By Bryan Pietsch | Cronkite News
Two Arizona lawmakers were among the 30 Republicans who crossed the aisle and joined all Democrats to send the $868 billion farm bill to defeat in the House Friday.
Republican Reps. Paul Gosar of Prescott and Andy Biggs of Gilbert voted against the bill along with other members of the conservative Freedom Caucus. The caucus had hoped to use the farm bill as leverage to get a vote on an immigration reform bill that is more stringent than a number of bills that a bipartisan group of House members is pushing.
Democrats had opposed the farm bill because it contained sharp cuts to the food stamp program. All 183 Democrats who voted Friday voted to reject the bill, with the 30 Republican votes giving them enough to sink the bill for now on a 198-213 vote.
Biggs did not respond to requests for comment Friday, but Gosar defended the vote. He said there is still time to reauthorize the farm bill and that Congress should first deal with the “discharge petition” some members are pushing that would force votes on the group of immigration bills.
“My objection today was not with the farm bill, however, it was with the immediate attempt by all the Democrats in Congress to give amnesty to 10 million illegal aliens by way of a discharge petition,” Gosar said in a statement emailed from his office. “We still have four more months to reauthorize the farm bill, but we only have a number of days to find a solution to secure our border.
Rep. Paul Gosar, R-Prescott, said Congress has months to pass a new farm bill, but needs to deal with border security now.
The chairman of the House Agriculture Committee called Friday’s vote “a setback,” but promised in a statement to keep working to pass a farm bill.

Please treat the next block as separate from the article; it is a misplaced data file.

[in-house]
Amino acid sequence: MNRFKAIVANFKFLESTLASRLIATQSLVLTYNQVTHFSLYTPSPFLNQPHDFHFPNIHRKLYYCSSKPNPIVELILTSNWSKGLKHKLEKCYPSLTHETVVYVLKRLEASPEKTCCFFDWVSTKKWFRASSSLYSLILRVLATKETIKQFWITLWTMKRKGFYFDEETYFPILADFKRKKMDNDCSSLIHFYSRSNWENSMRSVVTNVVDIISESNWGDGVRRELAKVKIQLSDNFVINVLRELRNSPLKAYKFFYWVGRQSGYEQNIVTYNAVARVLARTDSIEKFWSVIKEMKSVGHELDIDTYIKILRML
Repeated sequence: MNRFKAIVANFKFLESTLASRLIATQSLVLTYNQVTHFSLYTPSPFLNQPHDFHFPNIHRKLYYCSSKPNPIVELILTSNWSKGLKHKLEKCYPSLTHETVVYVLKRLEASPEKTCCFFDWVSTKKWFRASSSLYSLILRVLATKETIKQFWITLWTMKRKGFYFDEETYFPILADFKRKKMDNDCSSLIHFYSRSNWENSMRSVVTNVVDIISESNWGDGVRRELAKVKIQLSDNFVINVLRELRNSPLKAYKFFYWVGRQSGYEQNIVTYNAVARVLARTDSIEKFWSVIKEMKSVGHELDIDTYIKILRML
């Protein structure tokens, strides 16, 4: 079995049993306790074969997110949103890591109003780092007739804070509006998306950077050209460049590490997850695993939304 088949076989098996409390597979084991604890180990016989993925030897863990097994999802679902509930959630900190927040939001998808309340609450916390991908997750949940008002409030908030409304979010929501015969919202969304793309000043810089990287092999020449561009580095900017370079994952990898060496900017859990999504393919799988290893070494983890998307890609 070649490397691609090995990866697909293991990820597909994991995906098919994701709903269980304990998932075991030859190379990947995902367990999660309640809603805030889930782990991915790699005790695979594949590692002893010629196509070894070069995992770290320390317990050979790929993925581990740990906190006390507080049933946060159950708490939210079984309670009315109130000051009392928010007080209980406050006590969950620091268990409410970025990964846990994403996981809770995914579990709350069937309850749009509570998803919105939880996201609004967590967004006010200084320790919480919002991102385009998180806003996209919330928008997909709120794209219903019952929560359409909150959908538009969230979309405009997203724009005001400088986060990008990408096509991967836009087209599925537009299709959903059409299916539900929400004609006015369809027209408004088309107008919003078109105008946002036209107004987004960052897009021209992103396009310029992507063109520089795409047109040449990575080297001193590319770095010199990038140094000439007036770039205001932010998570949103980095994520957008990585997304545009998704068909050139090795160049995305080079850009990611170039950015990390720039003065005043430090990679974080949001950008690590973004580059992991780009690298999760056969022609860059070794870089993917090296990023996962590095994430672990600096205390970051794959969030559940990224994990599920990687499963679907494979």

“We may be down but we are not out,” said Rep. Mike Conaway, R-Texas. “Our nation’s farmers and ranchers and rural America deserve nothing less.”
Despite Conaway’s optimism, some farm groups were upset to see a bill critical to their livelihoods caught up in a fight over immigration.
“Today, instead of updating and improving our farm bill, Washington politicians used it to turn farm and ranch families into bargaining chips in global trade discussions and this country’s immigration reform failures,” said Arizona Farm Bureau President Stefanie Smallhouse, in an emailed statement. “We need Congress to stop playing politics with the security of our agricultural industry and our nation.”
The 644-page bill covers everything from crop insurance and farm loan programs to increased broadband standards for rural areas and relaxed environmental regulations. While it reauthorizes spending for five years, the Congressional Budget Office estimates that spending under the bill would translate into $868 billion over the next 10 years.
The bill also included a proposal to raise work and education requirements for some able-bodied beneficiaries of the Supplemental Nutrition Assistance Program, better known as food stamps.
One in eight Arizona residents, or about 919,000 people, were getting SNAP benefits in fiscal 2017, according to the Center on Budget and Policy Priorities. It said the percentage of recipients is similar on the national level, where 42 million received food stamps last year.
The bill would also cut free school lunches “for almost 40,000 children in Arizona,” Rep. Raul Grijalva, D-Tucson, said in a tweet Friday that called it “unacceptable to increase food insecurity in our communities.”
Rep. Kyrsten Sinema, D-Phoenix, cited a range of problems with the bill, but called on both sides to work together.
“Arizonans deserve a strong farm bill that does right by family farmers, puts food on the table for Arizona families and has the support of both parties,” Sinema said in an email from her office. “This bill played politics with family farmers and our economy. It’s time for both parties to roll up their sleeves, get to work, and pass a commonsense farm bill that works for Arizona.”
Kevin Rogers, the executive vice president of the Arizona Cotton Growers Association, said he is disappointed the bill failed Friday but hopeful for the future.
“We understand politics are at play,” said Rogers, a fifth-generation Arizona farmer. “It’s a stop sign, but the game isn’t over. I am confident that they (lawmakers) will get back together and work their differences out.”
– Cronkite News reporters Sarabeth Henne, Danielle Coble and Pat Poblete contributed to this report.